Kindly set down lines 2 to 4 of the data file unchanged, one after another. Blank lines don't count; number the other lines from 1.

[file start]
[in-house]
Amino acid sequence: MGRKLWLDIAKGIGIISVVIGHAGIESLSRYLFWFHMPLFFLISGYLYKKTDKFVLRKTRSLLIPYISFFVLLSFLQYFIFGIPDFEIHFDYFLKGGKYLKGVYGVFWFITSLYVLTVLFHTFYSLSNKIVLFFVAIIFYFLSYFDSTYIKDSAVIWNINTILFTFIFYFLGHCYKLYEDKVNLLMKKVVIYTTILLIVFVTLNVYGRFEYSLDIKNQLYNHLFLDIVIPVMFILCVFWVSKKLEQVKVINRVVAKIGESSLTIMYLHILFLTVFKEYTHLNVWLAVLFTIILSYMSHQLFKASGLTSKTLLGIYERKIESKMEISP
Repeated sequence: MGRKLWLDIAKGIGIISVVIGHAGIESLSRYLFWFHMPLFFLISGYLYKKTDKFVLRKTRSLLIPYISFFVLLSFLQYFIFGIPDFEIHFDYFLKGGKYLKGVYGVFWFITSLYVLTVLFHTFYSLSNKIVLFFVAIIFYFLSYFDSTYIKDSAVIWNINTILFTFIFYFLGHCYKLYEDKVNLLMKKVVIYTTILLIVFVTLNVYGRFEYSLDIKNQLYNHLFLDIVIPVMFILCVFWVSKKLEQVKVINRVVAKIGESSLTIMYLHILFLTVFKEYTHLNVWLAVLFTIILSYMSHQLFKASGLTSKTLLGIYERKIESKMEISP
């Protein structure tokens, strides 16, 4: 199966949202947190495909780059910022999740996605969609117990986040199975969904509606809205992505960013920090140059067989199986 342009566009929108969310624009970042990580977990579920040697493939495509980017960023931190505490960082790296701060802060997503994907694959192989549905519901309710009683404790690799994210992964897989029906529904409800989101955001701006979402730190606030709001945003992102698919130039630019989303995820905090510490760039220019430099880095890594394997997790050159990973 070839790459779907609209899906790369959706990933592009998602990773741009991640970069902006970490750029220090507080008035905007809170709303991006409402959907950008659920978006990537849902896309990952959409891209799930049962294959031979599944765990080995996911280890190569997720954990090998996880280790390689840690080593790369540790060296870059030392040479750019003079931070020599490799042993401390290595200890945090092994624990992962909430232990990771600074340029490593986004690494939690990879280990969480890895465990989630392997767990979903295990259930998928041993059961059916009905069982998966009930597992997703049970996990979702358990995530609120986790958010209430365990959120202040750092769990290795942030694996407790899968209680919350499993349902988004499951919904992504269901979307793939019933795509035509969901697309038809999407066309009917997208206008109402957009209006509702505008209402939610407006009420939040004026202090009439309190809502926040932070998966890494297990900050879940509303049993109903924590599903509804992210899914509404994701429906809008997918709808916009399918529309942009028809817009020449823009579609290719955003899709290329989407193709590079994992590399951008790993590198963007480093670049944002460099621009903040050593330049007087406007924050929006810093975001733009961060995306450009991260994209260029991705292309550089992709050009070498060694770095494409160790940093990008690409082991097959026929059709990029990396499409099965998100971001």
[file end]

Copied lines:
Amino acid sequence: MGRKLWLDIAKGIGIISVVIGHAGIESLSRYLFWFHMPLFFLISGYLYKKTDKFVLRKTRSLLIPYISFFVLLSFLQYFIFGIPDFEIHFDYFLKGGKYLKGVYGVFWFITSLYVLTVLFHTFYSLSNKIVLFFVAIIFYFLSYFDSTYIKDSAVIWNINTILFTFIFYFLGHCYKLYEDKVNLLMKKVVIYTTILLIVFVTLNVYGRFEYSLDIKNQLYNHLFLDIVIPVMFILCVFWVSKKLEQVKVINRVVAKIGESSLTIMYLHILFLTVFKEYTHLNVWLAVLFTIILSYMSHQLFKASGLTSKTLLGIYERKIESKMEISP
Repeated sequence: MGRKLWLDIAKGIGIISVVIGHAGIESLSRYLFWFHMPLFFLISGYLYKKTDKFVLRKTRSLLIPYISFFVLLSFLQYFIFGIPDFEIHFDYFLKGGKYLKGVYGVFWFITSLYVLTVLFHTFYSLSNKIVLFFVAIIFYFLSYFDSTYIKDSAVIWNINTILFTFIFYFLGHCYKLYEDKVNLLMKKVVIYTTILLIVFVTLNVYGRFEYSLDIKNQLYNHLFLDIVIPVMFILCVFWVSKKLEQVKVINRVVAKIGESSLTIMYLHILFLTVFKEYTHLNVWLAVLFTIILSYMSHQLFKASGLTSKTLLGIYERKIESKMEISP
């Protein structure tokens, strides 16, 4: 199966949202947190495909780059910022999740996605969609117990986040199975969904509606809205992505960013920090140059067989199986 342009566009929108969310624009970042990580977990579920040697493939495509980017960023931190505490960082790296701060802060997503994907694959192989549905519901309710009683404790690799994210992964897989029906529904409800989101955001701006979402730190606030709001945003992102698919130039630019989303995820905090510490760039220019430099880095890594394997997790050159990973 070839790459779907609209899906790369959706990933592009998602990773741009991640970069902006970490750029220090507080008035905007809170709303991006409402959907950008659920978006990537849902896309990952959409891209799930049962294959031979599944765990080995996911280890190569997720954990090998996880280790390689840690080593790369540790060296870059030392040479750019003079931070020599490799042993401390290595200890945090092994624990992962909430232990990771600074340029490593986004690494939690990879280990969480890895465990989630392997767990979903295990259930998928041993059961059916009905069982998966009930597992997703049970996990979702358990995530609120986790958010209430365990959120202040750092769990290795942030694996407790899968209680919350499993349902988004499951919904992504269901979307793939019933795509035509969901697309038809999407066309009917997208206008109402957009209006509702505008209402939610407006009420939040004026202090009439309190809502926040932070998966890494297990900050879940509303049993109903924590599903509804992210899914509404994701429906809008997918709808916009399918529309942009028809817009020449823009579609290719955003899709290329989407193709590079994992590399951008790993590198963007480093670049944002460099621009903040050593330049007087406007924050929006810093975001733009961060995306450009991260994209260029991705292309550089992709050009070498060694770095494409160790940093990008690409082991097959026929059709990029990396499409099965998100971001």